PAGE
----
Transportation during the French Strikes: solutions exist

Today, the president of the Ile-de-France region has decided to add 220 buses to try to meet the hard times faced by the inhabitants of the Paris Region, also called Francilians[1]TOUSCH Arnaud, Strikes: the Ile-de-France Region charters 220 private buses to transport the Francilians, RTL, December 11th, 2019, 5:00 am [Read on December 11th, 2019]. Available at: https://www.rtl.fr/actu/debats-societe/greve-la-region-ile-de- france-affrete-220-bus-private-to-transport-the-franciliens-7799665355. Perhaps this decision comes in reaction to the more than 600 km of trafic jam observed Monday, December 9th, in the Paris region. Moreover, the response is late, very insufficient, unecological and under-exploits all the technical devices that exist today in France, unlike in the 1995 strike where the Internet, let alone the applications on smartphones, had not yet – or so little – touched the general public.

What is the root cause of these disturbances: the transport strike? To this question, I answer by another: why does this strike affect us more than the others? I remember, a few years ago, the media had announced that the employees of the Dysneyland Paris theme park were going on strike. This had caught the attention of elected officials and the francilians: one of the first tourist points in the Paris region, and even in France, was going to stop working. Indeed the strike took place and it lasted … one night[2]PONT Charlotte, Disneyland Paris: strike of 90 night technicians, France 3 Paris Ile-de-France, February 25, 2015, [Read on December 11th, 2019]. Available on: https://france3-regions.francetvinfo.fr/paris-ile-de-france/seine-et-marne/disneyland-paris-greve-de-90-techniciens-de-nuit-662413.html. In fact, since the strike of 300 employees (out of 13,000), in 1998, which had lasted 17 days, from Wednesday, June 24th to Friday, July 10th, it seems that the strikes are shorter at Eurodisney and therefore that the agreements arrive more quickly. See also: Les Echos, Disneyland Paris, the Mickey remain on strike, July 6th, 1998, [Read on December 11th, 2019]. Available at: https://www.lesechos.fr/1998/07/a-disneyland-paris-les-mickey-restent-en-greve-795296. Les Echos, The animators at Disneyland Paris suspend their strike, July 13th, 1998, [Read on December 11th, 2019]. Available at: https://www.lesechos.fr/1998/07/the-animals-a-isneyland-paris-suspendent-their-greve-795672. FRASNETTI Joëlle, “Thirteenth day of strike at Mickey’s” in Le Parisien, July 6th, 1998, [Read on December 11, 2019]. Available at: http://www.leparisien.fr/economie/treizieme-jour-de-greve-chez-mickey-06-07-1998-2000147113.php. The work stoppage of March 30th, 2012 lasted two (?) Days, from March 30th to 31st. See: MOUILLARD Sylvain, “Strike at Disneyland: “You do not have to be a lot to block a park!”” in Libération, March 30th, 2012. [Read on December 11th, 2019]. Available at: https://www.liberation.fr/futurs/2012/03/30/greve-a-disneyland-not-need-to-be-healthfully-to-block-a-parc_807110. Why was it settled so quickly? First, it was private money and all the actors, in order to keep their income and their posts, had an interest in having this conflict resolved as quickly as possible. Because in this process of crisis resolution, fundamentally speaking, a balance of forces existed: on the one hand the employees located at the bottom of the hierarchy (as a reminder, the CEOs of the multinationals are also employees) could use the right to strike but on the other, they were losing the income of the days during which they were not working. Finally, their action was double-edged: if they were putting their bosses “under pressure” by blocking the work tool but, unintentionally, they could also condemn their local site and therefore their jobs. It is therefore in this “social balance” – within which, of course, adjustments can be made according to technological and then political progress – that the negotiations take place.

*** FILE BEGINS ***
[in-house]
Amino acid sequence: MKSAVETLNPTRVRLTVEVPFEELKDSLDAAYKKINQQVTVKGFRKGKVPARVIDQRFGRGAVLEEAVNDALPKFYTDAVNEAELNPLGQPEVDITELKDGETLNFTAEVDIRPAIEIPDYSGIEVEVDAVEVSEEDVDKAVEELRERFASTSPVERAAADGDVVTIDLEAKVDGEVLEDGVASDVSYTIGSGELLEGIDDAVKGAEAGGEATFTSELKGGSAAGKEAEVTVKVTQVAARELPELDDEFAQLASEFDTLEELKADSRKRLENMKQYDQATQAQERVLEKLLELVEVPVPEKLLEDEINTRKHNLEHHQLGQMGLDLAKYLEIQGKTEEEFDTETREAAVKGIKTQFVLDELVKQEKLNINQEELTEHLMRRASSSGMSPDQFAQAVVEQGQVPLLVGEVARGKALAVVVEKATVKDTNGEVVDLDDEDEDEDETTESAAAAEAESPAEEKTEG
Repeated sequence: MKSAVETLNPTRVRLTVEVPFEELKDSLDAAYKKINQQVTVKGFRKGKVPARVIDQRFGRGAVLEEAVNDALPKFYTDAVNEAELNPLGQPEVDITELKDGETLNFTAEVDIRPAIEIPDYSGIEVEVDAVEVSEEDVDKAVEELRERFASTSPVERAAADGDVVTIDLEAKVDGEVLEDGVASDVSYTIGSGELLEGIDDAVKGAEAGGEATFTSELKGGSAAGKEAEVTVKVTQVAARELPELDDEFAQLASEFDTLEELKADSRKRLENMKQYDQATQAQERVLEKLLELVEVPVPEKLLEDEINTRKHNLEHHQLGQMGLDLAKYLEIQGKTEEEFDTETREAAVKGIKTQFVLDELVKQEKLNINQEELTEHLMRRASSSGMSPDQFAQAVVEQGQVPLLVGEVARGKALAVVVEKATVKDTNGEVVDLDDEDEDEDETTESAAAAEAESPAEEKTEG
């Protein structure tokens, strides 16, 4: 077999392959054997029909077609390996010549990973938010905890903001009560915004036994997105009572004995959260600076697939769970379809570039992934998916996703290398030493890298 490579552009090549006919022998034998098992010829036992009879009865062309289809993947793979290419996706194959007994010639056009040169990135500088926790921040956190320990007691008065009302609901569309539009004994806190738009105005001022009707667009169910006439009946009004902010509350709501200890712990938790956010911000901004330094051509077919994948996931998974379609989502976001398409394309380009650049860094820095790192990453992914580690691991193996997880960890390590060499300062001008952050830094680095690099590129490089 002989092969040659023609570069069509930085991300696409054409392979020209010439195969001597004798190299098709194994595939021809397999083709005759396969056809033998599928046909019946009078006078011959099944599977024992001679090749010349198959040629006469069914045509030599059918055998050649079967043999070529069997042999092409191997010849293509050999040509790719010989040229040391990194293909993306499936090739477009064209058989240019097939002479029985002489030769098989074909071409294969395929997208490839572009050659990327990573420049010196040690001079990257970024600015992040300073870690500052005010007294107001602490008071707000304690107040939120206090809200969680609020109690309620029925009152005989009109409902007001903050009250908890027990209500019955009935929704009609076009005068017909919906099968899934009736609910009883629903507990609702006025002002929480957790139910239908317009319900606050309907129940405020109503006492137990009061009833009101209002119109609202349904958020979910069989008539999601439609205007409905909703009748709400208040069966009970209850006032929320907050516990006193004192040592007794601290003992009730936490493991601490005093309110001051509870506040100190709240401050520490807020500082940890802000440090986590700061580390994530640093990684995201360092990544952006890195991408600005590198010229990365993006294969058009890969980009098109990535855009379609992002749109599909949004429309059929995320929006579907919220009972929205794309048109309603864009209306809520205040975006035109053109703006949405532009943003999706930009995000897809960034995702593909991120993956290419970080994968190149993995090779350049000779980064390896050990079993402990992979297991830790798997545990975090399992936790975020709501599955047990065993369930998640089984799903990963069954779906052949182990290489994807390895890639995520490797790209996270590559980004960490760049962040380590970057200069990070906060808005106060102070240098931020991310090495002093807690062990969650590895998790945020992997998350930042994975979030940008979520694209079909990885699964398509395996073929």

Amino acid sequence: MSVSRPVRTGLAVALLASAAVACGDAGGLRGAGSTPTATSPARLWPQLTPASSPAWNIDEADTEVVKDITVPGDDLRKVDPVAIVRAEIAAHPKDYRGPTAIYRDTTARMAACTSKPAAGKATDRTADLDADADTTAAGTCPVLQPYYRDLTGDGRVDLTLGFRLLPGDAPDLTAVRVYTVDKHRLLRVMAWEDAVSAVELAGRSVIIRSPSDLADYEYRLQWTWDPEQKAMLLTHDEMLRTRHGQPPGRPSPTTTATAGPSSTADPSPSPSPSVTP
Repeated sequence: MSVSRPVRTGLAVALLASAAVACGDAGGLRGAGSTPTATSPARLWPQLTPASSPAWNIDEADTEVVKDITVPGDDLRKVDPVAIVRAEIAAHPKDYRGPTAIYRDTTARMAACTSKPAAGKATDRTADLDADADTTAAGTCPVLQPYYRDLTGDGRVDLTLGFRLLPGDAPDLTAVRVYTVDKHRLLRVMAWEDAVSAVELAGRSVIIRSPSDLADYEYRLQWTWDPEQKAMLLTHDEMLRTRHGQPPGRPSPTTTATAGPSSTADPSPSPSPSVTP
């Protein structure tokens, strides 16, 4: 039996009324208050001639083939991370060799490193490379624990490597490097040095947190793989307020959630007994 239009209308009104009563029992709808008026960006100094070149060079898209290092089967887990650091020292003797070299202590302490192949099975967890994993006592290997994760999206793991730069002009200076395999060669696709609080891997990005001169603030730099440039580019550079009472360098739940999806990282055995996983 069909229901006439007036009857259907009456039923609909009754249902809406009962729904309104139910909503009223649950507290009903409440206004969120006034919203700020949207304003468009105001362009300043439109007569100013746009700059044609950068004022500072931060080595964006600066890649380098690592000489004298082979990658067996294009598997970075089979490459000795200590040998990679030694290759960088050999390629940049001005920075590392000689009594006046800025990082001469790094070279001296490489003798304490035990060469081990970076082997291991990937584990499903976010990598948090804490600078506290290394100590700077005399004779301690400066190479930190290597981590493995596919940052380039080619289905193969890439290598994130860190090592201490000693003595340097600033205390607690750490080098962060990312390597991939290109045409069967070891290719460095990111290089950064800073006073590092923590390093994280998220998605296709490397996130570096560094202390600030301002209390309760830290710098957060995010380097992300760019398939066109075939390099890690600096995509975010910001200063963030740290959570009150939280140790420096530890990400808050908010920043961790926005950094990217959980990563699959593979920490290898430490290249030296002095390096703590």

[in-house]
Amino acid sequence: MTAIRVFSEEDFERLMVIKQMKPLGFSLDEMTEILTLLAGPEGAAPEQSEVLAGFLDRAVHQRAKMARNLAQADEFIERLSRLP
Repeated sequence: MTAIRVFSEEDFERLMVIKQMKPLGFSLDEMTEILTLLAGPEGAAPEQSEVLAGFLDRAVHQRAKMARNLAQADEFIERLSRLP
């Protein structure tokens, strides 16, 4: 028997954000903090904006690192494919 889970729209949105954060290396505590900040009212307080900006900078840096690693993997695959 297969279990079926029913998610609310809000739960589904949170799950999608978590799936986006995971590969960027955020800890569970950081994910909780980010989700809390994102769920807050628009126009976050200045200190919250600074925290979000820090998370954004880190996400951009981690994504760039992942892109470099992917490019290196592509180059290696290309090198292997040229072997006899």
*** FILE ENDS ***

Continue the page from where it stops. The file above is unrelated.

In 1995, and today, with the public transport companies, the situation is not the same as in Disneyland: the transport employees, by their status, have a protected job (in the vast majority of cases) officially or informally[3]to measure this, there is only to count the number of social plans carried out in each of these public transport companies: the result is that no layout occur even if a company is overburdened with redundant employees and is loosing billions of euros each year, as the SNCF (French railways people and cargo transportation). Then, in case of financial loss for employees at the bottom of the hierarchy, the latter are spread over time. As for the main technical managers (SNCF, RATP), the losses will be absorbed by the public deficit[4]3 to 4 times the French GDP if one takes into account all the State commitments such as civil servants retirement or the French National Health Service (Sécurité Sociale), a problem resolved in the short term thanks to negative or almost zero interest rates. But beware of the shock in case these rates were to increase again or if the current European monetary policy was to bring an even more difficult situation!